On the following website, it is enlisted how you can  contribute personally :


If there is a will there is a way too. Those critters are too precious to be forgotten and ignored with all their needs and right to be the part of our environment and the nice inhabitants of our world. I cant accept the fact that some thing cant be changed or that is late. It is never late to change destiny, stop the horror of destruction and lead the humans into another direction, into the world of more compassion, care and love. We wont regret if we pick those timeless feelings and if we choose to love, feel and help one another and the beautiful world around us. The koalas are rare, unique and authentic gifts we have to take care of, to guard and to protects as much as we all can. They may be Australian iconic animal but they are the treasure of the whole world and also the responsibility of the all humans to be saved from being gone. Each of us can save koalas, not only in this month of koalas, in September, but always and everywhere. Think of it, spread the knowledge, inform, educate, learn, love and be compassionate. You are a human that is kind and not only one of a human kind.


  1. What a beautiful article, Sarah !

    I have always found koalas to be so adorable and so fascinating ! They are so cute and one just feels likes hugging them !

    I totally concur with you in that those precious koalas have to be protected year round and not just in September. It devolves upon us, humans, to protect them and their habitat !

    Thank you, Sarah, for your beautiful writing and for always educating us as to such important topics !


  2. Sarah’s evocative and relative article reminded me of specific histories of humans and koalas in ancient periods and more recent centuries…

    For millennia, indigenous peoples of Antipodean regions had venerated koalas in myths and rock and cave art, but the same peoples were hunting the marsupial as a food and fur resource, as well.

    In The Dreamtime Tales of indigenous Australian peoples, the koala is represented in various perceptions and expressions. For example, one tribe believed a mythical koala had helped bring their ancestors from Asia to The Antipodes in a giant canoe. Another tribe believed the koala to be sagacious and sought its guidance. Also, another tribe believed a mythical koala had supernatural powers that were able to metamorphose barren and arid topography into fertile forests.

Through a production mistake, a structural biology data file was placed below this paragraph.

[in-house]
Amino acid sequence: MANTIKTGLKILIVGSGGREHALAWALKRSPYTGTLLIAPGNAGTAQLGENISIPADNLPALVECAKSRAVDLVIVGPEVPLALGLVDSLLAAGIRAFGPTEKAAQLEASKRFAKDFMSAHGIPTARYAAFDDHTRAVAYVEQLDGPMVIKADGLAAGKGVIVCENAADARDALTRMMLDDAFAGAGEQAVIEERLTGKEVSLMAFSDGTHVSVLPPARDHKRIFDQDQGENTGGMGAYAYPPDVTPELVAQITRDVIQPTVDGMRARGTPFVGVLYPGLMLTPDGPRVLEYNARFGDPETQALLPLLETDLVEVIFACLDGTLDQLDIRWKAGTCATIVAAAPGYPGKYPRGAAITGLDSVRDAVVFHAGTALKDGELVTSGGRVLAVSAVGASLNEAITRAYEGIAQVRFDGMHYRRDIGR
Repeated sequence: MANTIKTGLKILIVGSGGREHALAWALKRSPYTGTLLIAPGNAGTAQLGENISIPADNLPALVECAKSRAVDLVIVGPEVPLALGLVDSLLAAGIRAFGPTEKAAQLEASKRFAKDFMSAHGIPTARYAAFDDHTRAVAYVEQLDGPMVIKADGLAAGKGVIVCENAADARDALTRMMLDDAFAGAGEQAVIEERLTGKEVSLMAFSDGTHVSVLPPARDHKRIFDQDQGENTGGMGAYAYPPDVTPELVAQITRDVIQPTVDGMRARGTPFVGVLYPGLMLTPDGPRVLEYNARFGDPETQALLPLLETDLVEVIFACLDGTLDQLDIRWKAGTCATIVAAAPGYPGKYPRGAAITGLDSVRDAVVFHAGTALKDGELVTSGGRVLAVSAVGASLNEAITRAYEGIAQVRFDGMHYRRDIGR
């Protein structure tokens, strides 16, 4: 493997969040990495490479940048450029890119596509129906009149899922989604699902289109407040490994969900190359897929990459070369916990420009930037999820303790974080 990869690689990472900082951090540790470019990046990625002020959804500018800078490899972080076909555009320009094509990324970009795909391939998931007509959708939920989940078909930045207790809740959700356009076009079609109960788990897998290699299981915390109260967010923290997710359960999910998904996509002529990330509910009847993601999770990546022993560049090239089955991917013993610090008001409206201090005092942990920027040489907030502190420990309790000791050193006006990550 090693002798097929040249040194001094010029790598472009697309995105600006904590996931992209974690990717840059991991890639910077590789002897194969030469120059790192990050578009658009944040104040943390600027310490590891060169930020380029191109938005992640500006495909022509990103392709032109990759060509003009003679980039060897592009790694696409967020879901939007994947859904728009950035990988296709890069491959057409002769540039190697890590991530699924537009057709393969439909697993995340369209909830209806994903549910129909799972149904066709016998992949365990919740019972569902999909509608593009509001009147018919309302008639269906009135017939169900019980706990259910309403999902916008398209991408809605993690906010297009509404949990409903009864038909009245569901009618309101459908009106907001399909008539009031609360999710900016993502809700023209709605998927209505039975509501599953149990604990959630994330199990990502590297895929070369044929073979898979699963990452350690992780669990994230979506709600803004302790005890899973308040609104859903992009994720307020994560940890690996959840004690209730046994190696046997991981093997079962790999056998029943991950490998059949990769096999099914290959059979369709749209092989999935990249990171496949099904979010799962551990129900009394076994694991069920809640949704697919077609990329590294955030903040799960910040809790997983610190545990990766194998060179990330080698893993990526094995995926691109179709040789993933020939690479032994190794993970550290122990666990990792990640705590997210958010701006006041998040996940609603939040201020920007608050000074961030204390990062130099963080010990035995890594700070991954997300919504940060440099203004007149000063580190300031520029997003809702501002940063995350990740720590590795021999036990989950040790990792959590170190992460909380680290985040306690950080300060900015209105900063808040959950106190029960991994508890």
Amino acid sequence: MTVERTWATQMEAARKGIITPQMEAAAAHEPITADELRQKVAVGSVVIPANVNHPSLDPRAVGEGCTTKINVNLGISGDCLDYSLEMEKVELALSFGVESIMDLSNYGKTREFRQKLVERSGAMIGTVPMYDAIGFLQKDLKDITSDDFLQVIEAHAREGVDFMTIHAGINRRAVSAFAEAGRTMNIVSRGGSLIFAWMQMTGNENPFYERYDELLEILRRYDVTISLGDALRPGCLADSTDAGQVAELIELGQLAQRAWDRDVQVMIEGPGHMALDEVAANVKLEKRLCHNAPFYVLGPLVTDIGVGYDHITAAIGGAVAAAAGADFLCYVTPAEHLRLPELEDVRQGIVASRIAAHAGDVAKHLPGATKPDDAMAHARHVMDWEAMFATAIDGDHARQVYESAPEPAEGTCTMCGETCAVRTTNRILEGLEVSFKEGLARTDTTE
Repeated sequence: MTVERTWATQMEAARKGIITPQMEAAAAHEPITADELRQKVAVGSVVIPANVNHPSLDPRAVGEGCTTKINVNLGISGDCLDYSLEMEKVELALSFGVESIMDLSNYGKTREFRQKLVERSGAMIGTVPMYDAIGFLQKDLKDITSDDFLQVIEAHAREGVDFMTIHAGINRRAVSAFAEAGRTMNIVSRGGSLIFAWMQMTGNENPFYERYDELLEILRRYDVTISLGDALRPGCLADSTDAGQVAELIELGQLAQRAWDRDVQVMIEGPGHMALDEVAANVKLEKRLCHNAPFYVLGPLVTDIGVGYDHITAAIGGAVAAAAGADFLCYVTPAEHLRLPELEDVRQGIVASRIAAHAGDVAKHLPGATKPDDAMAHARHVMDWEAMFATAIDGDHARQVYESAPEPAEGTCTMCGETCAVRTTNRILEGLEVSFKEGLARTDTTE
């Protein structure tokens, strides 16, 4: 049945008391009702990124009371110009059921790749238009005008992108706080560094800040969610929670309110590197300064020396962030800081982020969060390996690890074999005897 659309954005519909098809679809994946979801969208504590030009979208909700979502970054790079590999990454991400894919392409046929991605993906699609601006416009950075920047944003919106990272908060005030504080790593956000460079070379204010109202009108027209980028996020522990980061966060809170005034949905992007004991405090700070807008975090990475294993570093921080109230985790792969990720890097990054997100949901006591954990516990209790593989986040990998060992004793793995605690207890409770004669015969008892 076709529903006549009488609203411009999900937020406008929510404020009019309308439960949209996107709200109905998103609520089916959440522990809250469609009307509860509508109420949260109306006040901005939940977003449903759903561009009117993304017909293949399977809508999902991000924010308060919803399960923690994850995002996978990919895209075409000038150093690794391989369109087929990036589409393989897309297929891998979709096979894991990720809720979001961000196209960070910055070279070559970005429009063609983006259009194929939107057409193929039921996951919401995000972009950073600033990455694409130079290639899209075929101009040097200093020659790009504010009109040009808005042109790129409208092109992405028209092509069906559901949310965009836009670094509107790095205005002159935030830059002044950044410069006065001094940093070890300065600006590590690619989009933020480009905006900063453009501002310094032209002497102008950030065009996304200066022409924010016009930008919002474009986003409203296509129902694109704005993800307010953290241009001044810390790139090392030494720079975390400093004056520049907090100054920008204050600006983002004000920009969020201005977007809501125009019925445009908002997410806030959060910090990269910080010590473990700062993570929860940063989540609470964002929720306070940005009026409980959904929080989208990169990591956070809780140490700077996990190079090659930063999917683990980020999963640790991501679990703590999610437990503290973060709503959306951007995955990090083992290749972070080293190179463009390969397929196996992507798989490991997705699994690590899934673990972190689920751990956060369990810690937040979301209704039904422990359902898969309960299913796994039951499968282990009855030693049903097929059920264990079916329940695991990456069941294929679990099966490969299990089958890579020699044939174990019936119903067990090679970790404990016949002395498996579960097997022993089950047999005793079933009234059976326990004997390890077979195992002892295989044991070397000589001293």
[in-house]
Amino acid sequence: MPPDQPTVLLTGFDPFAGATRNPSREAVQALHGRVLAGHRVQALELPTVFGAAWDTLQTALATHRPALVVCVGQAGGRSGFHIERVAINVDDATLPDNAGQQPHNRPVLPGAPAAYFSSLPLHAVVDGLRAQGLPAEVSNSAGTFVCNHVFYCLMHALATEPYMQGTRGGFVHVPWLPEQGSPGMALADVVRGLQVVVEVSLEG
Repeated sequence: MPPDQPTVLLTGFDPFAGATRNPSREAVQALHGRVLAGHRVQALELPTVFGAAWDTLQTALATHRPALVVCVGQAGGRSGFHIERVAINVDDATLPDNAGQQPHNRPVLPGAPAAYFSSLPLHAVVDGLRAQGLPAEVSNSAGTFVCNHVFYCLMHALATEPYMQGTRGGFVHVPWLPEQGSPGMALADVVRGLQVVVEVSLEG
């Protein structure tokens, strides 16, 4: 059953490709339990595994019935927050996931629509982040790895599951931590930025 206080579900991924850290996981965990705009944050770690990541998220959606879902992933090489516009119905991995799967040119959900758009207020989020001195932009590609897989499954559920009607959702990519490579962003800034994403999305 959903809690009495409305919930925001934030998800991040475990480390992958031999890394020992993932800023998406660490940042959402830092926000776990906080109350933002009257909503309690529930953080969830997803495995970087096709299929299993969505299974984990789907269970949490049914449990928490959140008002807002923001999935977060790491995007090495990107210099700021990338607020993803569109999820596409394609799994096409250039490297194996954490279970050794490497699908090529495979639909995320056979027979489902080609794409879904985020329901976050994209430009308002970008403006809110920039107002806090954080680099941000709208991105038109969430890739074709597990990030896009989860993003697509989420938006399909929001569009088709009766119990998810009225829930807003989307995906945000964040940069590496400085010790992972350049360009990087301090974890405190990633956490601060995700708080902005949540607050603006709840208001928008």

The estimated population of indigenous peoples in Australia before European contact was about 1 million, and the majority hunted koalas. The population of koalas is unknown, of the same period, but they congregated in coastal areas where aborigines were existing. Thus, koala numbers and natural habitats were affected by them.

    European settlers hunted the koala for its thick and soft fur, mainly. Between 1788-1920s, c. 4 million pelts were exported to Western Europe, to be used as rugs, coat linings, muffs and trimming on female garments.

    In addition, colonial officials authorised culling seasons, as they discerned the koala as a threat to agricultural designs (between 1915-19, 1 million were killed by poisons, guns and traps). Finally, a public outcry arose in large cities, as scientists and ordinary citizens became enraged by the barbaric treatment and near extinction of the marsupial.

    However, drought and The Great Depression resulted in the culling of another 600,000 koalas, in the late-1920s and early-1930s.

    The first successful attempts at protecting and conserving koalas emerged through The Lone Pine Koala Sanctuary in Brisbane, Queensland, but the conservation efforts did not include initiatives to protect natural habitats of koalas, and thus more and more died from loss of habitat, etc.

    Presently, koalas are in serious decline, suffering from the effects of habitat destruction, domestic dog attacks, bushfires and road accidents. The Australian Koala Foundation estimates that there are less than 100,000 koalas left in the wild; possibly, as few as 43,000.


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About Sarahowlgirl1982

I am a master of Political Sciences, with special focus on Security Studies, Islamic Counter Terrorism and Weapons of Mass Destruction. I enjoy discovering and commenting things which are " in the air" but still not spoken.I also do like science writing and planing to move myself into the pure science journalism !